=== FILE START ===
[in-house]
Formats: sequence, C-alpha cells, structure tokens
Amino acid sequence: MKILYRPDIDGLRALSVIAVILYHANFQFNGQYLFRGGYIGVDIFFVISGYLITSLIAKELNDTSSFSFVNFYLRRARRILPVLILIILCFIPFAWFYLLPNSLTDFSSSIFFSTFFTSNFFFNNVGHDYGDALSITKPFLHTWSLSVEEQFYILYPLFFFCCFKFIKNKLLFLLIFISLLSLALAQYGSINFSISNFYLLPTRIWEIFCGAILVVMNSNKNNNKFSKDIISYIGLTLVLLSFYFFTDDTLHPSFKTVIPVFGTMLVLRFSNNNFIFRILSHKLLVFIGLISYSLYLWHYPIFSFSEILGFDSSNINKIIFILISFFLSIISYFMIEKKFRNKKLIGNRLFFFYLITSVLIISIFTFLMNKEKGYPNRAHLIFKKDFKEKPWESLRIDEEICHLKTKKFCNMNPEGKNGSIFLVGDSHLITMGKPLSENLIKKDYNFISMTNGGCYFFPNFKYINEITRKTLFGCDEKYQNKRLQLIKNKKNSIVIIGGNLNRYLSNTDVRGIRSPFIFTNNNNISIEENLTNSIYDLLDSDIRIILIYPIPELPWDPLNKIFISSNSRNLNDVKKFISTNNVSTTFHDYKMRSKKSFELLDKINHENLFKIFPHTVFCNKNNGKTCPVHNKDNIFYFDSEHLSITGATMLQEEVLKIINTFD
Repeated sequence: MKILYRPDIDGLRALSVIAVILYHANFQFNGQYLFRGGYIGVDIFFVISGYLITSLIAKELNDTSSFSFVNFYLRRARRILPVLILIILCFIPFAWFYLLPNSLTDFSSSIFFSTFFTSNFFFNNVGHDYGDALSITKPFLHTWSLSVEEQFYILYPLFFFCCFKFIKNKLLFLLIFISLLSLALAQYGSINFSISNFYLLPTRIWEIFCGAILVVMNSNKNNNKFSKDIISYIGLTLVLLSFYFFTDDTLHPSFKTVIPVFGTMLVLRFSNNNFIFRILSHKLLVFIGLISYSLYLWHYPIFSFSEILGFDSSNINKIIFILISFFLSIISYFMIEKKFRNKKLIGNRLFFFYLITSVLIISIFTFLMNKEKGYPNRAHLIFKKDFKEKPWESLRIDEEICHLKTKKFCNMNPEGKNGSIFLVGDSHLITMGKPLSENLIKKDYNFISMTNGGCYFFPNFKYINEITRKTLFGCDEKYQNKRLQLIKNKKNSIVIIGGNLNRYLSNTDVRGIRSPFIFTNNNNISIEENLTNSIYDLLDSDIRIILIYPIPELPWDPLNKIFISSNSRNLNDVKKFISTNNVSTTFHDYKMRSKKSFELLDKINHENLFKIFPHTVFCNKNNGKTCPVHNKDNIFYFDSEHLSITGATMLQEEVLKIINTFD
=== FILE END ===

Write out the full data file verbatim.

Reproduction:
[in-house]
Formats: sequence, C-alpha cells, structure tokens
Amino acid sequence: MKILYRPDIDGLRALSVIAVILYHANFQFNGQYLFRGGYIGVDIFFVISGYLITSLIAKELNDTSSFSFVNFYLRRARRILPVLILIILCFIPFAWFYLLPNSLTDFSSSIFFSTFFTSNFFFNNVGHDYGDALSITKPFLHTWSLSVEEQFYILYPLFFFCCFKFIKNKLLFLLIFISLLSLALAQYGSINFSISNFYLLPTRIWEIFCGAILVVMNSNKNNNKFSKDIISYIGLTLVLLSFYFFTDDTLHPSFKTVIPVFGTMLVLRFSNNNFIFRILSHKLLVFIGLISYSLYLWHYPIFSFSEILGFDSSNINKIIFILISFFLSIISYFMIEKKFRNKKLIGNRLFFFYLITSVLIISIFTFLMNKEKGYPNRAHLIFKKDFKEKPWESLRIDEEICHLKTKKFCNMNPEGKNGSIFLVGDSHLITMGKPLSENLIKKDYNFISMTNGGCYFFPNFKYINEITRKTLFGCDEKYQNKRLQLIKNKKNSIVIIGGNLNRYLSNTDVRGIRSPFIFTNNNNISIEENLTNSIYDLLDSDIRIILIYPIPELPWDPLNKIFISSNSRNLNDVKKFISTNNVSTTFHDYKMRSKKSFELLDKINHENLFKIFPHTVFCNKNNGKTCPVHNKDNIFYFDSEHLSITGATMLQEEVLKIINTFD
Repeated sequence: MKILYRPDIDGLRALSVIAVILYHANFQFNGQYLFRGGYIGVDIFFVISGYLITSLIAKELNDTSSFSFVNFYLRRARRILPVLILIILCFIPFAWFYLLPNSLTDFSSSIFFSTFFTSNFFFNNVGHDYGDALSITKPFLHTWSLSVEEQFYILYPLFFFCCFKFIKNKLLFLLIFISLLSLALAQYGSINFSISNFYLLPTRIWEIFCGAILVVMNSNKNNNKFSKDIISYIGLTLVLLSFYFFTDDTLHPSFKTVIPVFGTMLVLRFSNNNFIFRILSHKLLVFIGLISYSLYLWHYPIFSFSEILGFDSSNINKIIFILISFFLSIISYFMIEKKFRNKKLIGNRLFFFYLITSVLIISIFTFLMNKEKGYPNRAHLIFKKDFKEKPWESLRIDEEICHLKTKKFCNMNPEGKNGSIFLVGDSHLITMGKPLSENLIKKDYNFISMTNGGCYFFPNFKYINEITRKTLFGCDEKYQNKRLQLIKNKKNSIVIIGGNLNRYLSNTDVRGIRSPFIFTNNNNISIEENLTNSIYDLLDSDIRIILIYPIPELPWDPLNKIFISSNSRNLNDVKKFISTNNVSTTFHDYKMRSKKSFELLDKINHENLFKIFPHTVFCNKNNGKTCPVHNKDNIFYFDSEHLSITGATMLQEEVLKIINTFD